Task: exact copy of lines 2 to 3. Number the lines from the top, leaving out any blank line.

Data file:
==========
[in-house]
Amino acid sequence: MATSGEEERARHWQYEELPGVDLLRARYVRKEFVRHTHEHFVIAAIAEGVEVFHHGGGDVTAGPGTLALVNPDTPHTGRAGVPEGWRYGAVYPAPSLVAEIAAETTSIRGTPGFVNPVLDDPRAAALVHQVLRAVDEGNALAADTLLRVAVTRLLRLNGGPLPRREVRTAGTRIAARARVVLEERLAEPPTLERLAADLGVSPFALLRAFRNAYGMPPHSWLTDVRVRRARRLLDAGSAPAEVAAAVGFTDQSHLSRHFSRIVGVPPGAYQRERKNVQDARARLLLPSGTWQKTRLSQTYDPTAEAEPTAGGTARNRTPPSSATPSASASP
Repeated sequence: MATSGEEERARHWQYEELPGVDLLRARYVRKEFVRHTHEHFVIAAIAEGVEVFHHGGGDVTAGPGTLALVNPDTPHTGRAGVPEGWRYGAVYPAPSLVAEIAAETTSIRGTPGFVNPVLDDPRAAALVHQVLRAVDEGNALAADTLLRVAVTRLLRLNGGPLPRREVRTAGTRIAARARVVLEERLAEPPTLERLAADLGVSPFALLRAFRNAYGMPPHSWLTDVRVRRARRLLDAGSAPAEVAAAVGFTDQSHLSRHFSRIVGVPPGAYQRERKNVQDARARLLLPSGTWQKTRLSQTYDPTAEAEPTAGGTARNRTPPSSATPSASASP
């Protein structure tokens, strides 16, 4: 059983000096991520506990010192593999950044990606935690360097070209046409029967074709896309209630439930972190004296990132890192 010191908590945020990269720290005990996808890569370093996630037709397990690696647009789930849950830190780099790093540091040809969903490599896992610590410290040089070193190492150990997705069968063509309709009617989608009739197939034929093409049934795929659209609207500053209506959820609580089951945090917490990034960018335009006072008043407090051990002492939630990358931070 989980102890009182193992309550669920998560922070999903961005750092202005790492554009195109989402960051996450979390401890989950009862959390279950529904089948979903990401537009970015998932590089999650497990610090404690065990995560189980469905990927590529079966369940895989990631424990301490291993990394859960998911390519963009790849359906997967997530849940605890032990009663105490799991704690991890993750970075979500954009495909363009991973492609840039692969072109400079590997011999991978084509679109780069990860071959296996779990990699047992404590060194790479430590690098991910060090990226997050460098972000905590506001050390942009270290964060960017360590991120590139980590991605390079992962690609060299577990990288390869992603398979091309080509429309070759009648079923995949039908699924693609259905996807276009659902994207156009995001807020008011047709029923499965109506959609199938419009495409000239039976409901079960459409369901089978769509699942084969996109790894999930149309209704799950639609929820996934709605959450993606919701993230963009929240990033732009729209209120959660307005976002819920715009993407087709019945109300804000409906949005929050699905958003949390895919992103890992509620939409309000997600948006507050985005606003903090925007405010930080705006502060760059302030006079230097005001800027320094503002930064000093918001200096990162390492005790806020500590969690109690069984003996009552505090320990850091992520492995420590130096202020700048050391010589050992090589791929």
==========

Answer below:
Amino acid sequence: MATSGEEERARHWQYEELPGVDLLRARYVRKEFVRHTHEHFVIAAIAEGVEVFHHGGGDVTAGPGTLALVNPDTPHTGRAGVPEGWRYGAVYPAPSLVAEIAAETTSIRGTPGFVNPVLDDPRAAALVHQVLRAVDEGNALAADTLLRVAVTRLLRLNGGPLPRREVRTAGTRIAARARVVLEERLAEPPTLERLAADLGVSPFALLRAFRNAYGMPPHSWLTDVRVRRARRLLDAGSAPAEVAAAVGFTDQSHLSRHFSRIVGVPPGAYQRERKNVQDARARLLLPSGTWQKTRLSQTYDPTAEAEPTAGGTARNRTPPSSATPSASASP
Repeated sequence: MATSGEEERARHWQYEELPGVDLLRARYVRKEFVRHTHEHFVIAAIAEGVEVFHHGGGDVTAGPGTLALVNPDTPHTGRAGVPEGWRYGAVYPAPSLVAEIAAETTSIRGTPGFVNPVLDDPRAAALVHQVLRAVDEGNALAADTLLRVAVTRLLRLNGGPLPRREVRTAGTRIAARARVVLEERLAEPPTLERLAADLGVSPFALLRAFRNAYGMPPHSWLTDVRVRRARRLLDAGSAPAEVAAAVGFTDQSHLSRHFSRIVGVPPGAYQRERKNVQDARARLLLPSGTWQKTRLSQTYDPTAEAEPTAGGTARNRTPPSSATPSASASP